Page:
Unit 6 infant feeding and pmtct


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Unit 6 infant feeding and pmtct

  1. 1. Infant feeding and PMTCT
  2. 2. Session Objective and content <ul><li>Objective: At the end of the session the participant should be able </li></ul><ul><ul><ul><li>Discuss issues related to infant feeding and PMTCT </li></ul></ul></ul><ul><ul><ul><li>Discuss National guidelines with regard to HIV and infant feeding </li></ul></ul></ul><ul><li>Content </li></ul><ul><ul><ul><li>Benefits of breastfeeding </li></ul></ul></ul><ul><ul><ul><li>Breast milk transmission of HIV – risk and risk factors </li></ul></ul></ul><ul><ul><ul><li>Infant feeding options </li></ul></ul></ul><ul><ul><ul><li>National guidelines on infant feeding </li></ul></ul></ul>
  3. 3. MTCT and Breastfeeding <ul><li>ARV treatment and prophylaxis can reduce MTCT of HIV by at least 50%. </li></ul><ul><li>ARV prophylaxis does not provide long-term protection for breastfed infant. </li></ul><ul><li>Without interventions (ARV prophylaxis or therapy) </li></ul><ul><ul><li>5 – 15% of infants born to mothers infected with HIV can become HIV-infected during breastfeeding. </li></ul></ul>
  4. 4. Outcomes of Infants Born to Women with HIV Infection 5–10 infants infected during pregnancy About 15 infants infected during labour and delivery 5 –15 infants infected during breastfeeding 25–40 infants will be HIV-infected 60 – 75 infants will not be HIV-infected 100 infants born to women who are HIV infected, without any interventions
  5. 5. Infant Feeding Options <ul><li>Breast milk feeding options </li></ul><ul><ul><li>Option 1: Exclusive breastfeeding </li></ul></ul><ul><ul><li>Option 2: Exclusive breastfeeding with early cessation </li></ul></ul><ul><ul><li>Option 3: Wet nursing </li></ul></ul><ul><ul><li>Option 4: Expressing and heat-treating breastmilk </li></ul></ul><ul><li>Replacement feeding options </li></ul><ul><ul><li>Commercial infant formula </li></ul></ul><ul><ul><li>Home prepared formula </li></ul></ul>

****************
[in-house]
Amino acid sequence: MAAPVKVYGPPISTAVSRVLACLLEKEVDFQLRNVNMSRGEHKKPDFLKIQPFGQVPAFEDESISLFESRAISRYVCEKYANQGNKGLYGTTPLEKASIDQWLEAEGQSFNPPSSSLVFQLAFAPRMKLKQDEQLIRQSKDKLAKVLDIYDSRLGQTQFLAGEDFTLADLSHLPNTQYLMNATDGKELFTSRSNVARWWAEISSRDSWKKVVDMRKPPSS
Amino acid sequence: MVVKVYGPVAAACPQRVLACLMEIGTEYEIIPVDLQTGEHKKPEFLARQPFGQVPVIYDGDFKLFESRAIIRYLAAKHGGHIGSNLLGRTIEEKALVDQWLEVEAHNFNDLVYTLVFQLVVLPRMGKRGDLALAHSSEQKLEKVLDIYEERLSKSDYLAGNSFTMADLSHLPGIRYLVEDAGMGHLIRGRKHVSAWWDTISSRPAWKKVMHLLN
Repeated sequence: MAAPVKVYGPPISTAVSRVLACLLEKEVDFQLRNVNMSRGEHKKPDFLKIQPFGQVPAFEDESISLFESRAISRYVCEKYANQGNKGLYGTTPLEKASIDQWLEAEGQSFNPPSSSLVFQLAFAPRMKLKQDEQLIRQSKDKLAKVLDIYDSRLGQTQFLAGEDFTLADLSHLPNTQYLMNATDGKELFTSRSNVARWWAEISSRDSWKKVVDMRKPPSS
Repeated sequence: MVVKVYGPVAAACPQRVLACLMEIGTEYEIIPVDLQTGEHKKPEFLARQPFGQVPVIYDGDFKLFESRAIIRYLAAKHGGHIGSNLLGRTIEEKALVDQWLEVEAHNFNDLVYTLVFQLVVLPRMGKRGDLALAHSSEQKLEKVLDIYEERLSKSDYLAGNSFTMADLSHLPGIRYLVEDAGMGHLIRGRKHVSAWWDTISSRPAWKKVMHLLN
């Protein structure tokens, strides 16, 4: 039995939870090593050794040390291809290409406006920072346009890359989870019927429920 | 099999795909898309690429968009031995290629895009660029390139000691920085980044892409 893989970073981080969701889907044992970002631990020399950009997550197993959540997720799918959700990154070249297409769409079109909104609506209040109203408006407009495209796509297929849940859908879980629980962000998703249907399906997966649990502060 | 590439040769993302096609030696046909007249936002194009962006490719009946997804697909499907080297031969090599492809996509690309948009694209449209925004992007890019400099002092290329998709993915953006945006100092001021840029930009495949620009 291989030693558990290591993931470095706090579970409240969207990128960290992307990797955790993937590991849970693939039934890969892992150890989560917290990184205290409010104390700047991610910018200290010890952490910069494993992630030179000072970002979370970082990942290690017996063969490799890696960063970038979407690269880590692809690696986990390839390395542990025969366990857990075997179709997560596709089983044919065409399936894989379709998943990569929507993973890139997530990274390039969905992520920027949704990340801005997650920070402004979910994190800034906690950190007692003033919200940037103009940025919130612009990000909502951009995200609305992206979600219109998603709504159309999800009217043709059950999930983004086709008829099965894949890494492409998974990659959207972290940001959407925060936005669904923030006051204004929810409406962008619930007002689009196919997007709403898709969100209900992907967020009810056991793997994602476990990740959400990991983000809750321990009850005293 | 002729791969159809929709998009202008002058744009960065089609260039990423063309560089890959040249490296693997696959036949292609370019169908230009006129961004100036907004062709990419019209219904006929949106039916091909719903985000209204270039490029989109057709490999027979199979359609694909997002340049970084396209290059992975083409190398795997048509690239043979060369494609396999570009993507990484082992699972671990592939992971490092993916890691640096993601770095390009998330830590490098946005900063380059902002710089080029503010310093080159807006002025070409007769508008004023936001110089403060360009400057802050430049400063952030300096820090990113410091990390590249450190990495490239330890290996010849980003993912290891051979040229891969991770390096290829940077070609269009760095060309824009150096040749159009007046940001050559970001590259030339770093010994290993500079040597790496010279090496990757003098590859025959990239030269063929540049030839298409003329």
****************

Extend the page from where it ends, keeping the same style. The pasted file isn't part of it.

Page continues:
6. 6. Infant Feeding Counselling Step 3 Explore with the mother her home and family situation. Offer to discuss with her partner before she decides and acknowledge her right to change her decision. Step 4 Help the mother choose an appropriate feeding option. Step 5 Demonstrate how to practise the chosen feeding option. Provide take-home flyer. How to practise exclusive breastfeeding How to practise other breastmilk options How to practise replacement feeding Step 6  Provide follow-up counselling and support.  Repeat Steps 3-5 if the mother changes her original choice. Explain when and how to stop breastfeeding early. Postnatal Visits  Monitor growth.  Check feeding practices and whether any change is desirable.  Check for signs of illness. Discuss feeding 6 to 24 months. Step 2 Explain the advantages and disadvantages of different feeding options starting with the mother's initial preference. Step 1 Explain the risks of MTCT.
  7. 7. Exclusive Breastfeeding <ul><li>Mother gives her infant only breastmilk -----not even water, except for drops or syrups consisting of vitamins, mineral supplements, or medicines (when indicated). </li></ul>